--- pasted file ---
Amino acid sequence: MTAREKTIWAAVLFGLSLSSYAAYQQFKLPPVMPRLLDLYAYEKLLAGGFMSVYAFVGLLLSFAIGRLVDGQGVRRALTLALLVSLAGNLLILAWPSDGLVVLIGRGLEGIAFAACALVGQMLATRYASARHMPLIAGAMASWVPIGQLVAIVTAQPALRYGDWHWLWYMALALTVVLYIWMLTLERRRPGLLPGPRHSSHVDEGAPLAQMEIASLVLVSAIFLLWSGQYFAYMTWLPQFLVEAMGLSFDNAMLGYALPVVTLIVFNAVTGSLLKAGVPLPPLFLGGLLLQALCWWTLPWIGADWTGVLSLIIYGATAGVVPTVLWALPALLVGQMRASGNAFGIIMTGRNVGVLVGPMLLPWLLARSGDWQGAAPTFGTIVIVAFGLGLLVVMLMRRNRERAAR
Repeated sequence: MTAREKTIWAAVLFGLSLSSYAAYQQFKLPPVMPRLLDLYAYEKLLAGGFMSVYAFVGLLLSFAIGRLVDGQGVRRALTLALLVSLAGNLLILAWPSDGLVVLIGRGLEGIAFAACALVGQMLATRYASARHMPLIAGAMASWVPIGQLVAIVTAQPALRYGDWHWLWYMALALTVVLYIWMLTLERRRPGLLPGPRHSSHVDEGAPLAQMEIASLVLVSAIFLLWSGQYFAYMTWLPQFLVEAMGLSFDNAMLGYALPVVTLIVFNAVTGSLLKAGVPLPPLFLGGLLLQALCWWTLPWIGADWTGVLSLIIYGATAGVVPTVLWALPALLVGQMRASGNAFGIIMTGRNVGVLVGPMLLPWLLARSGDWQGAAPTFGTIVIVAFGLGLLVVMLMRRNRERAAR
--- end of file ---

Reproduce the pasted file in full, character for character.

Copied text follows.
Amino acid sequence: MTAREKTIWAAVLFGLSLSSYAAYQQFKLPPVMPRLLDLYAYEKLLAGGFMSVYAFVGLLLSFAIGRLVDGQGVRRALTLALLVSLAGNLLILAWPSDGLVVLIGRGLEGIAFAACALVGQMLATRYASARHMPLIAGAMASWVPIGQLVAIVTAQPALRYGDWHWLWYMALALTVVLYIWMLTLERRRPGLLPGPRHSSHVDEGAPLAQMEIASLVLVSAIFLLWSGQYFAYMTWLPQFLVEAMGLSFDNAMLGYALPVVTLIVFNAVTGSLLKAGVPLPPLFLGGLLLQALCWWTLPWIGADWTGVLSLIIYGATAGVVPTVLWALPALLVGQMRASGNAFGIIMTGRNVGVLVGPMLLPWLLARSGDWQGAAPTFGTIVIVAFGLGLLVVMLMRRNRERAAR
Repeated sequence: MTAREKTIWAAVLFGLSLSSYAAYQQFKLPPVMPRLLDLYAYEKLLAGGFMSVYAFVGLLLSFAIGRLVDGQGVRRALTLALLVSLAGNLLILAWPSDGLVVLIGRGLEGIAFAACALVGQMLATRYASARHMPLIAGAMASWVPIGQLVAIVTAQPALRYGDWHWLWYMALALTVVLYIWMLTLERRRPGLLPGPRHSSHVDEGAPLAQMEIASLVLVSAIFLLWSGQYFAYMTWLPQFLVEAMGLSFDNAMLGYALPVVTLIVFNAVTGSLLKAGVPLPPLFLGGLLLQALCWWTLPWIGADWTGVLSLIIYGATAGVVPTVLWALPALLVGQMRASGNAFGIIMTGRNVGVLVGPMLLPWLLARSGDWQGAAPTFGTIVIVAFGLGLLVVMLMRRNRERAAR